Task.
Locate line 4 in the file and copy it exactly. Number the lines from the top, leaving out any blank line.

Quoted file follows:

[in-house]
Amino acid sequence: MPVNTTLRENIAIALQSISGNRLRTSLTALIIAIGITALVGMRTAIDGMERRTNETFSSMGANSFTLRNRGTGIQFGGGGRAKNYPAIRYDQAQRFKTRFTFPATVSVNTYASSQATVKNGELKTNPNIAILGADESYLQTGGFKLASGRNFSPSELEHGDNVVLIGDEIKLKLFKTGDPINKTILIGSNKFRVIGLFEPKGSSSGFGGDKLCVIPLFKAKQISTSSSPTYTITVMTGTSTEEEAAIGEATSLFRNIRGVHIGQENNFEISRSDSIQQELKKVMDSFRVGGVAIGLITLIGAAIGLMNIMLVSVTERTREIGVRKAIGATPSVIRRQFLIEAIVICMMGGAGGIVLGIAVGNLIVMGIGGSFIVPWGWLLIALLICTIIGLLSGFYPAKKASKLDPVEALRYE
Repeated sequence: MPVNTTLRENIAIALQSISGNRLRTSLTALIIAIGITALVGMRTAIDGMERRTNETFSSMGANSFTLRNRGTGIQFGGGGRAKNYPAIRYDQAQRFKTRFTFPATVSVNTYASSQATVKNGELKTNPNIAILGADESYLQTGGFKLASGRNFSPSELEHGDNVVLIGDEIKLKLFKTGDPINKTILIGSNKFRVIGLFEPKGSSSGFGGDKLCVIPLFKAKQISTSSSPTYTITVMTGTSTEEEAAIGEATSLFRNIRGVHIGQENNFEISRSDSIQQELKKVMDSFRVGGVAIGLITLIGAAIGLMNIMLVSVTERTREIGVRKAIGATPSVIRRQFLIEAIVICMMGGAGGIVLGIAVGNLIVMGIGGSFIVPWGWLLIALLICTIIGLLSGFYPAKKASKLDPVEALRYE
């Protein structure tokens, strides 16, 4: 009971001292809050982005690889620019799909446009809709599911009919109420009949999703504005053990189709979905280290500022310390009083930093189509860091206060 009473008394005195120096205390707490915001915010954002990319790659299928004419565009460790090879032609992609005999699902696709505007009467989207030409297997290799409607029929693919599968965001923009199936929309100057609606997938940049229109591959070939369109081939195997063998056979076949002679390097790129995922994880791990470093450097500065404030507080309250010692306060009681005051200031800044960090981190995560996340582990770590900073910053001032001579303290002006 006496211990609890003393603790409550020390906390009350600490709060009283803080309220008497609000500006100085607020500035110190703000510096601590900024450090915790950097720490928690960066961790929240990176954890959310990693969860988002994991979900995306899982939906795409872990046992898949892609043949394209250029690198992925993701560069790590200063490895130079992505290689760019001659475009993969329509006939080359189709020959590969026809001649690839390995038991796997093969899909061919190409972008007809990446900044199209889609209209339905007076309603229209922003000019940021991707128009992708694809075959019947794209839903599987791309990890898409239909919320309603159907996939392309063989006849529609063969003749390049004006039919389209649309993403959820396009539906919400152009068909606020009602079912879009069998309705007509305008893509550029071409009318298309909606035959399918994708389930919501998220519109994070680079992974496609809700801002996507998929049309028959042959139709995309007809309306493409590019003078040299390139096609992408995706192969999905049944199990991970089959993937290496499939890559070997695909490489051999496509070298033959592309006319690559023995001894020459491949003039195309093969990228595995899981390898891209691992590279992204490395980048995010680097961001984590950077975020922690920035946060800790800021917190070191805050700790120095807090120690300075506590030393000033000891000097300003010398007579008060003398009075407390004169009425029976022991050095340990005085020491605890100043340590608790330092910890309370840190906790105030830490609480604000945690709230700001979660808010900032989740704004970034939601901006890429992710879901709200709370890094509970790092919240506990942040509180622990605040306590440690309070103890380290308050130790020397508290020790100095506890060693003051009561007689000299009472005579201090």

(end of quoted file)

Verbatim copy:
């Protein structure tokens, strides 16, 4: 009971001292809050982005690889620019799909446009809709599911009919109420009949999703504005053990189709979905280290500022310390009083930093189509860091206060 009473008394005195120096205390707490915001915010954002990319790659299928004419565009460790090879032609992609005999699902696709505007009467989207030409297997290799409607029929693919599968965001923009199936929309100057609606997938940049229109591959070939369109081939195997063998056979076949002679390097790129995922994880791990470093450097500065404030507080309250010692306060009681005051200031800044960090981190995560996340582990770590900073910053001032001579303290002006 006496211990609890003393603790409550020390906390009350600490709060009283803080309220008497609000500006100085607020500035110190703000510096601590900024450090915790950097720490928690960066961790929240990176954890959310990693969860988002994991979900995306899982939906795409872990046992898949892609043949394209250029690198992925993701560069790590200063490895130079992505290689760019001659475009993969329509006939080359189709020959590969026809001649690839390995038991796997093969899909061919190409972008007809990446900044199209889609209209339905007076309603229209922003000019940021991707128009992708694809075959019947794209839903599987791309990890898409239909919320309603159907996939392309063989006849529609063969003749390049004006039919389209649309993403959820396009539906919400152009068909606020009602079912879009069998309705007509305008893509550029071409009318298309909606035959399918994708389930919501998220519109994070680079992974496609809700801002996507998929049309028959042959139709995309007809309306493409590019003078040299390139096609992408995706192969999905049944199990991970089959993937290496499939890559070997695909490489051999496509070298033959592309006319690559023995001894020459491949003039195309093969990228595995899981390898891209691992590279992204490395980048995010680097961001984590950077975020922690920035946060800790800021917190070191805050700790120095807090120690300075506590030393000033000891000097300003010398007579008060003398009075407390004169009425029976022991050095340990005085020491605890100043340590608790330092910890309370840190906790105030830490609480604000945690709230700001979660808010900032989740704004970034939601901006890429992710879901709200709370890094509970790092919240506990942040509180622990605040306590440690309070103890380290308050130790020397508290020790100095506890060693003051009561007689000299009472005579201090």